Super, insurance and terminal illness

Many people have various types of insurance automatically attached to their super accounts (see above section). The premiums for this insurance are often deducted directly from the super’s lump sum (preserved amount). If you withdraw all your super, you will no longer be up to date with the insurance premiums, so your insurance cover may be cancelled.

People accessing super early because of a terminal illness might also be able to claim on their super’s life insurance. However, this insurance may use a different time frame to the super.

The law allows people to withdraw all their super if life expectancy is two years or less. Many life insurance policies allow payouts only when life expectancy is one year or less. If someone has already withdrawn all their super, they may no longer be covered by the life insurance and might not be able to make a claim.

Before you decide to access your super early, make sure you have investigated the impact on your insurance entitlements. You may be able to leave some of your super in the fund so the insurance premiums continue to be paid. If you are in any doubt, talk to your insurer or to a financial planner.

Property and other assets

You may be able to sell an asset, such as a house, car or investments, to give you more cash to meet expenses or repay debts. It’s a good idea to speak to a financial planner about which assets to try to keep and which to sell or convert into cash. If you are considering selling an asset, such as property or shares, or cashing in superannuation or other similar policies, make sure you get advice that explains tax issues and maximises your return.

If a lender has a court order allowing them to sell your property to recover a debt, ask them in writing to postpone enforcement of the order so that you can sell your asset privately. You will probably get a better price if you arrange the sale yourself or through an agent.

Compensation for work-related cancer

Workers’ compensation provides protection to workers and  their employers in the event of a work-related injury or illness.

In Australia, about 5000 people are diagnosed with work-related cancers each year, which is about 6.5% of all new cancers diagnosed.

Work-related cancers can result from exposure to:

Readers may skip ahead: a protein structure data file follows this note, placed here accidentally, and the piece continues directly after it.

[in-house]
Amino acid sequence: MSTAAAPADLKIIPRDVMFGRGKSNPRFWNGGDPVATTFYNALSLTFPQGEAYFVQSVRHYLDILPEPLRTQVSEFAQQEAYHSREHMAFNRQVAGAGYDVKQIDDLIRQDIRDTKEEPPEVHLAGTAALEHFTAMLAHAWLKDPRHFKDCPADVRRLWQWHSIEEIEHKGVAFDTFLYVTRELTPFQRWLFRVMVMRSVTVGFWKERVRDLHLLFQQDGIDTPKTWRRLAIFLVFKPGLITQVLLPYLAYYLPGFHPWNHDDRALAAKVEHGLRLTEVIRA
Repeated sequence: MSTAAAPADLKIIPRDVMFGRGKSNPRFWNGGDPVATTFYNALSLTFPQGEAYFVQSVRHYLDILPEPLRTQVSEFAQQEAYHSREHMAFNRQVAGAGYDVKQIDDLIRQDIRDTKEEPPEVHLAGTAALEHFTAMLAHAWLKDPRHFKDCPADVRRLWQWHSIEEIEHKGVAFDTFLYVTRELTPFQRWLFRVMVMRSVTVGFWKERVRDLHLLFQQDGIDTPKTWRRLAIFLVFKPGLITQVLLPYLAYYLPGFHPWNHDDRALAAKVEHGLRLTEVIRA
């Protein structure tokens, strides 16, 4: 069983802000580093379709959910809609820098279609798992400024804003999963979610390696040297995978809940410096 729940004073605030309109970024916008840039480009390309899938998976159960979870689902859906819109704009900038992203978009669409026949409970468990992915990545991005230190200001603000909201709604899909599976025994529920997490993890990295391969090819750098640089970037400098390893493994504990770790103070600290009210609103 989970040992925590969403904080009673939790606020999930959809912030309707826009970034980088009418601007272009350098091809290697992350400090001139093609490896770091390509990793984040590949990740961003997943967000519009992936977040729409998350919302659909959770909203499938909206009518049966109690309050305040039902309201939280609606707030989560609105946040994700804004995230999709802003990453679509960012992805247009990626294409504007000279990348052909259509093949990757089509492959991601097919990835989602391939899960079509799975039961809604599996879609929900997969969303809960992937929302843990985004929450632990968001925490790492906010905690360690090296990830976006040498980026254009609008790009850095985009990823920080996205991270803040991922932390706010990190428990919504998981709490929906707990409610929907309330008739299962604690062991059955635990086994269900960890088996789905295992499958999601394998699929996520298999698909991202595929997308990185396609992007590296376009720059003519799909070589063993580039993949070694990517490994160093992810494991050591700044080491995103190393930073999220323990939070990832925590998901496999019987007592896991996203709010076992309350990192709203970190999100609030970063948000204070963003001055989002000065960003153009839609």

• sunlight (e.g. labourers, wharf workers, postal service workers)
  • toxic dusts and chemicals, including asbestos, diesel exhaust, heavy metals, solvents and pesticides (e.g. construction workers, painters, armed services personnel, forestry workers)
  • ionising radiation (e.g. miners, nuclear energy workers).

If you think your work has substantially contributed to your cancer diagnosis, you may be entitled to workers’ compensation. This could include weekly payments, a lump sum and/or payment of medical bills. If a person dies because of a work-related cancer, their dependants may be able to claim a lump sum amount.

To make a claim, notify your state or territory workers’ compensation authority about your cancer and why you think it is work-related. A time limit may apply for making a claim.

For more information, download Cancer Council’s Compensation and work-related cancers fact sheet or call Cancer Council 13 11 20.

Planning for the future

If you have been diagnosed with cancer, you may wish to consider your wishes for future care.  This is called advance care planning, and it can be started at any stage, whether you are healthy or ill.  

Advance care planning mainly relates to your future medical care. but it can also involve appointing a trusted person to make financial and legal decisions for you if you are unable to make them yourself at some point in the future. The documents for appointing this substitute decision-maker may be called a power of attorney, enduring power of attorney or advance care directive.

For more information, download Cancer Council’s Getting your affairs in order fact sheet, call Cancer Council 13 11 20, talk to a social worker, or visit

Click on the icon below to download a PDF booklet on Cancer and Your Finances.

Printed copies are available for free - Call 13 11 20 to order

Instructions for downloading and reading EPUB files

Apple devices

The iBooks application must be installed on your Apple device before you can read the EPUB.